It's funny how my brain will absorb and retain information from fashion-and-beauty magazines when I'm getting so forgetful in some other areas. When I heard that Serge Normant was planning to release a fragrance, I nodded sagely to myself and thought, "Ah yes, Julia Roberts's stylist." I'm not even a Julia Roberts fan, so why do I know and remember this fact? Obviously, the ink used to print women's glossies has some sort of peculiar chemical-bonding effect on my brain.
In any case: stylist Serge Normant's first fragrance is Avah, a composition of ylang ylang, jasmine, amber, soft woods, and musks with the tagline "Enter the exotic." It's formulated to be worn on hair as well as skin, which makes sense for the brand. The name "Avah" supposedly means "desire" and "life," although I haven't been able to track down that etymology. (Let me know if you have a better idea of its origin!) In the "making of" video for Avah and its ad, Normant mentions his interest in making women look (and smell) "sexy without hitting people over the head" and he describes the scent and its visuals as having a style of "rawness with a little touch of sophistication."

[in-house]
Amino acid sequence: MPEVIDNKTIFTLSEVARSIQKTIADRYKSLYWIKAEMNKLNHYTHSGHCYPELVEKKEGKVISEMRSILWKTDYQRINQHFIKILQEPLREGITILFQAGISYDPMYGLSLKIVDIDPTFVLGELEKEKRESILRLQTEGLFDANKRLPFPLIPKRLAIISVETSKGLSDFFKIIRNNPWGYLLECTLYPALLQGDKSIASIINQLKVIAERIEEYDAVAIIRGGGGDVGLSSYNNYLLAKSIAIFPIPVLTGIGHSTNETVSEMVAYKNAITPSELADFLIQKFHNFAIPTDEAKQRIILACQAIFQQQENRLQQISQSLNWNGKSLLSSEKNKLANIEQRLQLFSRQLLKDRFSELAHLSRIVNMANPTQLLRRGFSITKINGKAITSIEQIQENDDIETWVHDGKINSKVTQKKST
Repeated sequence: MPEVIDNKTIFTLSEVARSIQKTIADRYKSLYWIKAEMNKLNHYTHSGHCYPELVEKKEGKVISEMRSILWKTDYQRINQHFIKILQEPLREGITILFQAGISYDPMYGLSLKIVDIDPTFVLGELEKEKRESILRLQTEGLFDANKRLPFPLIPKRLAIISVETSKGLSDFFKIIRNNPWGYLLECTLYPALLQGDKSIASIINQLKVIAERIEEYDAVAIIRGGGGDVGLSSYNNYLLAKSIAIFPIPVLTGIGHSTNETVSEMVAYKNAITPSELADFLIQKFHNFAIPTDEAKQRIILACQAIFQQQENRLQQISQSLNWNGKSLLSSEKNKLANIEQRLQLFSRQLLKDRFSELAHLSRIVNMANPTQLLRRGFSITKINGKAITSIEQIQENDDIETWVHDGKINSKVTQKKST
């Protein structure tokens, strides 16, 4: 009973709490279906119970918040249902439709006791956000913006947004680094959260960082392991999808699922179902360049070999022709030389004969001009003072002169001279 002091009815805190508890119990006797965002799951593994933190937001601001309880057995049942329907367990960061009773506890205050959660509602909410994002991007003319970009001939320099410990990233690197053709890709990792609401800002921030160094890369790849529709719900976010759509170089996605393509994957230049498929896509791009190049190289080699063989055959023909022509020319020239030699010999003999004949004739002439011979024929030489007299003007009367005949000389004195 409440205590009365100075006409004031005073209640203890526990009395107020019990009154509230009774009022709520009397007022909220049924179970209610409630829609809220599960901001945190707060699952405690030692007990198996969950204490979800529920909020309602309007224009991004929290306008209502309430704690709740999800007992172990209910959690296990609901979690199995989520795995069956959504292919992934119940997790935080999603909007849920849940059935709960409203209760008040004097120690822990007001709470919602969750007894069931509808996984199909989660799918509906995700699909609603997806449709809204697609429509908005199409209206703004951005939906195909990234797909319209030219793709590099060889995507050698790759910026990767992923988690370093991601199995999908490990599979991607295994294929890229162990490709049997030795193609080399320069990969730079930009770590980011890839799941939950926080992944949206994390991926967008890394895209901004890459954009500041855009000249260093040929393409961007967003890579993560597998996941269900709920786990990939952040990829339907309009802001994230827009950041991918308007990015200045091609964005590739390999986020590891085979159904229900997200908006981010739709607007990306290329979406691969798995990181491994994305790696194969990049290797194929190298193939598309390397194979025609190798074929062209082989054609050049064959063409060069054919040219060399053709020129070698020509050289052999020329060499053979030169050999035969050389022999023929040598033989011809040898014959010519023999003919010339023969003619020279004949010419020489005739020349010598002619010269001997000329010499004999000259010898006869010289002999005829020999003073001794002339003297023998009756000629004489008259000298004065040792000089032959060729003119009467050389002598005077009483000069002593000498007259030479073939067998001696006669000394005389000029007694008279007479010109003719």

That all sounds just about right. Avah opens with some ylang ylang, but most of the fragrance is a linear pairing of creamy jasmine and warm musk notes. The musk actually reminds me of the "Egyptian Musk" oils sold by street vendors and health-food stores, although it's been cleaned up considerably for Avah. The musk is still slightly raw, and the jasmine is more sophisticated, so there you have an olfactory match for Norman's artfully "undone" hairstyles. Avah stays close to the body and has somewhat low staying power for an Eau de Parfum, but you're probably meant to apply it more lavishly than I did and, furthermore, it's probably intended to be a "skin scent." I'd guess that Avah is geared towards women in their later twenties and up, who can afford high-end hair products and have outgrown their taste for berry-and-vanilla-scented personal care products. Avah is "sexy" in the same way that Normant's flowing, subtly highlighted hairstyles are sexy. This isn't my own style (for fragrance or hair), but I can understand its wide appeal.
Avah's formula balances its alcohol base with the addition of jojoba, aloe vera, and vitamin E, which would make it less potentially drying to hair. Although, I have to say, it always mystifies me when women put their hair through the processes of coloring, chemical straightening, etc. and then they worry about the effect that a spritz of perfume will have; really, is it going to cause more damage than dye or even a flatiron? This sort of question reveals that I'm probably not the target market for Avah. However, if you do follow Normant's tress-aesthetic and you like the idea of a jasmine-and-musk skin scent that you can wear all over, give Avah a try this summer.